Veganuary hits two million sign-ups
Veganuary, the global pledge to try following a vegan lifestyle for 31 days, has celebrated a huge milestone. A total of two million people have officially signed up since the pledge first began in 2014. Last year, more than 582,000 people from 209 countries and territories took part in Veganuary, breaking all previous records.
Veganuary was created on a kitchen table in York, UK, by husband-and-wife team, Matthew and Jane Glover in 2014. Since then, the movement has made newspaper headlines around the world – from the front page of the Times and New Scientist to features in the Washington Post, New York Times, Guardian Australia and South China Morning Post.
A global evolution
The organisation now has campaign hubs in seven countries – UK, US, Germany, Chile, Argentina, Brazil and India. It has also welcomed participants from every country in the world except for North Korea and Vatican City. For some, the experience was life-changing. One woman from Devon in the UK lost seven stone (44.5kg) and went from couch potato to triathlete; a 70-year-old woman in California lowered her blood pressure, cholesterol and no longer registers as pre-diabetic; and a woman in Eswatini (formerly Swaziland) started her own vegan mail-order company to help other people take on the challenge, too.
Some famous participants among the two million include Sir Paul McCartney, Big Bang Theory actress Mayim Bialik, actor Joaquin Phoenix and even New York City Mayor Eric Adams. All of these guys are now ambassadors for the charity. In 2020, KFC and Burger King joined the party with fast-food Veganuary launches. McDonald’s joined them in 2021.
The meat-free movement
Official Veganuary participant numbers have grown year on year, from just 3300 in 2014 to 582,000 in 2021. However, data analytics firm Kantar says the number of people who have “done Veganuary” without officially signing up is actually 10 times greater.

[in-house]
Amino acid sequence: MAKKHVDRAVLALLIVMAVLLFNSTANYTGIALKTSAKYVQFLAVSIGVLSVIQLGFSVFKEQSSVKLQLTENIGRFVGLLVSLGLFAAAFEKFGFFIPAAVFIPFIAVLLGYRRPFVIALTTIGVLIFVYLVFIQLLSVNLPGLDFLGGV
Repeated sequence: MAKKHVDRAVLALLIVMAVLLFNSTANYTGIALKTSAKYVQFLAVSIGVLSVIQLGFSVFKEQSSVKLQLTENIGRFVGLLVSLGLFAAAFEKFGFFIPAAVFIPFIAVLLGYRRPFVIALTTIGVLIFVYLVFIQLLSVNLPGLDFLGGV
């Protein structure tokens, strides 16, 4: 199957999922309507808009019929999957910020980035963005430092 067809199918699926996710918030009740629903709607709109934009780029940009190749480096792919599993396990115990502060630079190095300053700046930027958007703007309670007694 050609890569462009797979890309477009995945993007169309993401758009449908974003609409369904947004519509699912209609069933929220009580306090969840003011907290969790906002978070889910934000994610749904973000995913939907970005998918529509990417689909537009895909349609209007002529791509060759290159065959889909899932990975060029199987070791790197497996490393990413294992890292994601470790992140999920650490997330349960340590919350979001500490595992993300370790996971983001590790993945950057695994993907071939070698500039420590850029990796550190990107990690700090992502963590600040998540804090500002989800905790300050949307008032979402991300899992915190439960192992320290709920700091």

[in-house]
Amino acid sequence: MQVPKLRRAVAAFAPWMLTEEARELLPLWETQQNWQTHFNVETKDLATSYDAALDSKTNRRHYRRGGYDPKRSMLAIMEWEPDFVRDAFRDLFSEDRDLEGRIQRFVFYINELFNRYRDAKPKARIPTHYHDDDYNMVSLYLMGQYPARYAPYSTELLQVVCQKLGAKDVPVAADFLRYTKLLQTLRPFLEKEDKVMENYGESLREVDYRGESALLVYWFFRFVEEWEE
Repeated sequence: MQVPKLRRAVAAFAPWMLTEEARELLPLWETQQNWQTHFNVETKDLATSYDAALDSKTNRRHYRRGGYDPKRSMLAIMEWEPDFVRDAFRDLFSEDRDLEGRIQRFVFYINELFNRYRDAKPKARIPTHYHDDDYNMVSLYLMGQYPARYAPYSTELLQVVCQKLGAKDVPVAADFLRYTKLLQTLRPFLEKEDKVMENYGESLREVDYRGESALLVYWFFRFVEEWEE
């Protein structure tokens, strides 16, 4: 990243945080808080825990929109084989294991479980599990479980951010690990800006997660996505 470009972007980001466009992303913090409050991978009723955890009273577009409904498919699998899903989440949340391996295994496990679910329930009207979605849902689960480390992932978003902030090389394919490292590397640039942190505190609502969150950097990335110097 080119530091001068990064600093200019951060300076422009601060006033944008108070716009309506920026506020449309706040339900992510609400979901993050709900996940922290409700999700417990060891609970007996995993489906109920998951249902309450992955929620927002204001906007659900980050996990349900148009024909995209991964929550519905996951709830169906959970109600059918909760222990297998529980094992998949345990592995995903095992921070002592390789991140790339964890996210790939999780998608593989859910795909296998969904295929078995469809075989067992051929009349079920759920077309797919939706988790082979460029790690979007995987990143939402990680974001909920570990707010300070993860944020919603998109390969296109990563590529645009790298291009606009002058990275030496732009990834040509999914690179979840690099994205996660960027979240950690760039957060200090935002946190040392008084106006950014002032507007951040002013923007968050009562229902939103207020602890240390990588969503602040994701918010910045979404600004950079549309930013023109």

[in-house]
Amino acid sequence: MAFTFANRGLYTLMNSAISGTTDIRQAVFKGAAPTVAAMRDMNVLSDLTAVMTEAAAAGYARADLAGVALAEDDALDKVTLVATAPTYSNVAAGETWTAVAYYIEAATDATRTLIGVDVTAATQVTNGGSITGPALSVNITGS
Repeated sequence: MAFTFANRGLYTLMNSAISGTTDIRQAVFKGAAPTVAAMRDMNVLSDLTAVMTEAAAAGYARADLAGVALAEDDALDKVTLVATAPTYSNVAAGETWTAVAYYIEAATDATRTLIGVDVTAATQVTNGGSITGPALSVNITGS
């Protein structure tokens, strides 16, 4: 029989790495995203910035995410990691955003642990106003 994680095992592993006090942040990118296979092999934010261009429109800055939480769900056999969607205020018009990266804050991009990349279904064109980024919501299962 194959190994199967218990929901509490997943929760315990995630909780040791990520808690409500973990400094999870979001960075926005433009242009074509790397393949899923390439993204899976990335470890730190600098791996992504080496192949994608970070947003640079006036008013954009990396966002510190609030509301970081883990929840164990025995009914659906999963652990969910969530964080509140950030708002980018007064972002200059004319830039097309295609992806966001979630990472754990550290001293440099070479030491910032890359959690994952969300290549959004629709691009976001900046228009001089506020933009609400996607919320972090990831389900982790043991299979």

“When my wife Jane and I decided to launch a new year’s vegan pledge in 2014 we expected only 1000 people to take part,” says Veganuary co-founder and Chair Matthew Glover. “More than 3000 signed-up. We were blown away.
“Now Veganuary is as big a feature in the retail calendar as Christmas, reflecting the ever-increasing number of people choosing plant-based food. Two million official Veganuary participants in just eight years is a huge achievement, but the explosion in plant-based products that has accompanied it is truly revolutionising the future of food.”
Veganuary: benefits & impact
Last year, 43,982 Veganuary 2021 participants took part in a survey. Here’s what they said about their experiences and motivation to take the pledge:
1. 46% said animals were their number one motivation for signing up, followed by personal health (22%) and the environment (21%). Other reasons were for a change/challenge/ curiosity (5%), global health (4%) and for a friend/partner/family member (2%).
2. Nearly three-quarters (74%) were still eating meat and/or fish when they signed up to take part; 24% were vegetarian and 12% were vegan.
3. The majority (65%) were aged between 25 and 54, followed by 55-64 (15%) and 18-24 (14%). Eighty-five percent were female and 13% were male.
4. Before participating in Veganuary, 30% planned to stay vegan at the end of their pledge, but after participating 40% now plan to stay vegan.
5. Of those not staying vegan, 75% plan to at least halve their intake of animal products going forward; 75% are very/extremely likely to try vegan again in the future.
6. In total, 85% of participants will permanently change their diet either by staying vegan or at least halving their intake of animal products.
7. The number one reason people decided to stay vegan is that it was easier than expected (23%), followed by learning more about veganism (22%).
8. 50% saw an improvement to their overall health, with increased energy (49%), improved mood (46%), better skin (38%) and weight loss (38%) being the most common benefits.
The chance to change
Six months after completing their one-month Veganuary challenge, 82 percent of those participants who weren’t vegan when they signed up have maintained a dramatic reduction in their animal product consumption. Thirty percent now eat a fully vegan diet.
Thirty-eight percent are eating 75 percent less meat and other animal products than pre-Veganuary; 14 percent are eating at least 50 percent less meat and other animal products.
These results are good news for the planet. A leaked report by the Intergovernmental Panel on Climate Change stated: “A shift to diets with a higher share of plant-based protein in regions with excess consumption of calories and animal-source food can lead to substantial reductions in emissions, while also providing health benefits… Plant-based diets can reduce emissions by up to 50 percent compared to the average emission-intensive Western diet.”
Veganuary is free to join. People can sign-up at the Veganuary website to receive daily emails packed with nutritional info, delicious recipes, easy meal plans and helpful advice.